Brooklyn Nets Training Camp: D'Angelo Russell is All In on the Intensity
Guard likes the competitive start to training camp
On day three of training camp Thursday, Brooklyn Nets coach Kenny Atkinson pulled back a little and let his team ease up after opening with two full-throttle days. Point guard D'Angelo Russell didn't hesitate to describe the first sessions of the 2018-19 season as "brutal," but he did it with a smile.
If the Nets are getting after it from the start, beginning with a heavy dose of scrimmaging on Tuesday, Russell doesn't seem to mind. It's a fit for where this team is at mentally right now.
"I think just in general we all have that chip on our shoulder, and are better prepared this year going in, we have a better feel for each other," said Russell. "And then just competing. I think everybody has that competitive edge now, you know? I think we were a little bit too nice to each other last year. But this year you could just see guys are really going at each other, competing every chance they get: Shooting drills, if its sprints, if it's whatever, layup drill, whatever. Everybody is competing. That’s going to play a great part.”
As for Russell, he's been attacking his prep for the 2018-19 season since long before training camp opened, with the 22-year-old focusing on strength and continuing to develop his body after a knee injury limited him to just 48 games last season. He even brought some of his rehab workouts into his regular routine.
"I think it takes you to bump your head and, knock on wood, get injured to know what muscles and stuff you have to pay attention to," said Russell. "I think that’s what I did last year. I didn’t really know what I needed to strengthen or whatnot going into that season. But this year I’ve strengthened all of that, putting numerous amount of hours in the gym trying to prepare myself as best as I can.”
"I saw an elite work ethic," said Atkinson. "Because I was here every day and I saw it. He made a commitment to be here of his own volition. Every time I walked in the weight room, he was in there. It gives me confidence as a coach and I think as a player, he knows he put in the work this offseason."
While Russell is eying his strength as a key to health, Atkinson is looking at performance. A stronger player finishes better on drives to the rim, muscles his way to some extra rebounds, is able to fight his way through screens.
In year one with the Nets, Russell offered up plenty of dazzling moments. There was the 30-point debut on opening night in Indiana. The seven straight 3-pointers in a 32-point game against Toronto. The season-high 13 assists in a triple-double outing against the Raptors again 10 days later. The 16-12 double-double at Orlando.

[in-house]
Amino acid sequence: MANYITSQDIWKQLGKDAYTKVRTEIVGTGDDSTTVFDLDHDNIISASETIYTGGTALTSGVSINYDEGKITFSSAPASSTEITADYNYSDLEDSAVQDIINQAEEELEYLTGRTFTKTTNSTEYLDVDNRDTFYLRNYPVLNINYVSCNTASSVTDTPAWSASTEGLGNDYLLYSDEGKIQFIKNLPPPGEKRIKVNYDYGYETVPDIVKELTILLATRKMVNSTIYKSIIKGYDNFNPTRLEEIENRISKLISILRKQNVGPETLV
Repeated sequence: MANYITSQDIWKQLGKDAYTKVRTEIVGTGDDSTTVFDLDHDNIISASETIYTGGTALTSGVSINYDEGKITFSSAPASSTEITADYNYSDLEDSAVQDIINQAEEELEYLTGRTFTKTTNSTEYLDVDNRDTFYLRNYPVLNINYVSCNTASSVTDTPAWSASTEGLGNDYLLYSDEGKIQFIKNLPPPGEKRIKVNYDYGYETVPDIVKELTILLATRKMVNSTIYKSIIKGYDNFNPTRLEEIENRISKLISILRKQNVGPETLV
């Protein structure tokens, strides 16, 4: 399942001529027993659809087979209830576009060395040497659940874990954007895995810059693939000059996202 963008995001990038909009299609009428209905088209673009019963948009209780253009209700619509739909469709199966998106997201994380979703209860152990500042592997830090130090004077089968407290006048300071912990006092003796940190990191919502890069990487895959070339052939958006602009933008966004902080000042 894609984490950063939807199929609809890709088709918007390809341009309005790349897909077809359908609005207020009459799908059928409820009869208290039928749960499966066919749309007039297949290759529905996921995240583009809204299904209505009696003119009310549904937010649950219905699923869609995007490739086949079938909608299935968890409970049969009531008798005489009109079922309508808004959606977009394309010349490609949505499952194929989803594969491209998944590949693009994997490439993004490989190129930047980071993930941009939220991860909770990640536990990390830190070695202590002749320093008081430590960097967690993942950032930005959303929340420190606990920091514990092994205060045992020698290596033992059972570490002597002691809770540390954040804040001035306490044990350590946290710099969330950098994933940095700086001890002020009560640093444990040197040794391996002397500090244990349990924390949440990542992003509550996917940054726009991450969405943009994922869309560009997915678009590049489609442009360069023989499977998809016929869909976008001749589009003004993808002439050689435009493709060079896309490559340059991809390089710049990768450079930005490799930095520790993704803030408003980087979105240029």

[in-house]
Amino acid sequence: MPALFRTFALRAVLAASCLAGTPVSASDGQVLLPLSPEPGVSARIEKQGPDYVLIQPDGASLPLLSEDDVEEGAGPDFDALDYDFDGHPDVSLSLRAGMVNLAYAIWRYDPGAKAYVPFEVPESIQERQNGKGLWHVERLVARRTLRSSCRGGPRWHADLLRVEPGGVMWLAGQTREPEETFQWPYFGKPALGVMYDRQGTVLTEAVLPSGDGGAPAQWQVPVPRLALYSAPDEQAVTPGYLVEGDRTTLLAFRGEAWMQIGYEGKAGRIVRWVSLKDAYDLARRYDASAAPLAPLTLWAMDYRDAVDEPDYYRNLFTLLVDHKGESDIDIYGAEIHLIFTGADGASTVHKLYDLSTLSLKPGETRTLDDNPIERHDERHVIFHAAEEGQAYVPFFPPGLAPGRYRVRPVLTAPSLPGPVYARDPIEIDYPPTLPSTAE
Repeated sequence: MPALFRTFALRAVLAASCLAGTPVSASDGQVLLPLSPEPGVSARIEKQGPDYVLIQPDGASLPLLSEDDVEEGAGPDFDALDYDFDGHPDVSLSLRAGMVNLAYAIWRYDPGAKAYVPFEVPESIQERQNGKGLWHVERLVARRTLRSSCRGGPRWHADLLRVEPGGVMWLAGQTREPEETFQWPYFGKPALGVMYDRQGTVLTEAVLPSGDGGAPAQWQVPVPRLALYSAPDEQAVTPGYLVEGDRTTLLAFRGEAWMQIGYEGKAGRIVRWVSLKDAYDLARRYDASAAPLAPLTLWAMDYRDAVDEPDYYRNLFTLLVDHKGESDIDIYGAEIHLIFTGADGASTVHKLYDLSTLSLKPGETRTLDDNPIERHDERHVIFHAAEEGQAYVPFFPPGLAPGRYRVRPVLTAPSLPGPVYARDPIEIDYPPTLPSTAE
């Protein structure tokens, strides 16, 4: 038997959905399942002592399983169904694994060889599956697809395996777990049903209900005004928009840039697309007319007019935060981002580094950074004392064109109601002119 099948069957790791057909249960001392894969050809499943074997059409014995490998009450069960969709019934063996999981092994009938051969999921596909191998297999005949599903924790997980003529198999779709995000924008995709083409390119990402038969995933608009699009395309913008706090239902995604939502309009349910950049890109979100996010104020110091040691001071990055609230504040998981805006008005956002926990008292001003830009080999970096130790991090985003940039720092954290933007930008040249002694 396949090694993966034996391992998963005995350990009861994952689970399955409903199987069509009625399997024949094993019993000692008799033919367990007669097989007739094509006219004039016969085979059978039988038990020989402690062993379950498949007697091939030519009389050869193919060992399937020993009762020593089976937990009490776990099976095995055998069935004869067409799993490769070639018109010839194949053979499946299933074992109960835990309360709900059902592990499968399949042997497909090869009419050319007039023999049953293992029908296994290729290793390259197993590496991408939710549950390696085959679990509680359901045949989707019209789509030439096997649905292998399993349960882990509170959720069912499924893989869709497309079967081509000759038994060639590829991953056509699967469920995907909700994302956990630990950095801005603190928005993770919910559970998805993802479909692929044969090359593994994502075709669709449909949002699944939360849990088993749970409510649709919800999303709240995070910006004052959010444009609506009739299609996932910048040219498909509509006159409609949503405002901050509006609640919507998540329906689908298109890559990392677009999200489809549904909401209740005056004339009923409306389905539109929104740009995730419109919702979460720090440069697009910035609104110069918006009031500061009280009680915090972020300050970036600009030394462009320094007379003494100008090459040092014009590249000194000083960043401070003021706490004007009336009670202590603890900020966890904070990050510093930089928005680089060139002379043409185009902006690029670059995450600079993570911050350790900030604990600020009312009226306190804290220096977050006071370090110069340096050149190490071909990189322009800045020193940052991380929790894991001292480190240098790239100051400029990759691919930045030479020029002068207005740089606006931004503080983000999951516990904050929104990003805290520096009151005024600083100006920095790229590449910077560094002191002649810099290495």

Atkinson has raved about Russell's court vision and passing from the beginning. His ability to score is undeniable. Navigating when to do which is at the heart of Russell finding the next level. Sometimes, the coach said, it simply comes down to reacting to a defense and taking advantage of what an opponent gives you. Russell has the ability to punish a defense in different ways.
"I think if you can score the ball at this level and you can pass the ball at this level, that’s the hardest thing, figuring out when you want to pass and when you want to score," said Russell. "Just getting that experience, I feel like I’m there. I feel like I’ve taken the jump and just knowing that’s what I had to figure out to get me there.”
Atkinson acknowledged that improving his defense and cutting back on turnovers are among top priorities for Russell this season. To that end, the third-year coach zeroed in on a Russell turnover during Tuesday's lengthy scrimmage, stopping play to point it out. Only later did Atkinson realize that was Russell's only turnover of the session.
Feeling a little guilty about it on Wednesday morning, Atkinson made sure to let Russell know "you did a hell of a job handling the ball. And I pointed out the only turnover you made."
"Keep coaching me."
“I told him I want that," said Russell. "If you want to sub me out because of a turnover, however you decide to do it, I trust it. But trust me, there’s no way you’re mad, more than I am, about the turnover. But like I said, I think I’ve taken that step.”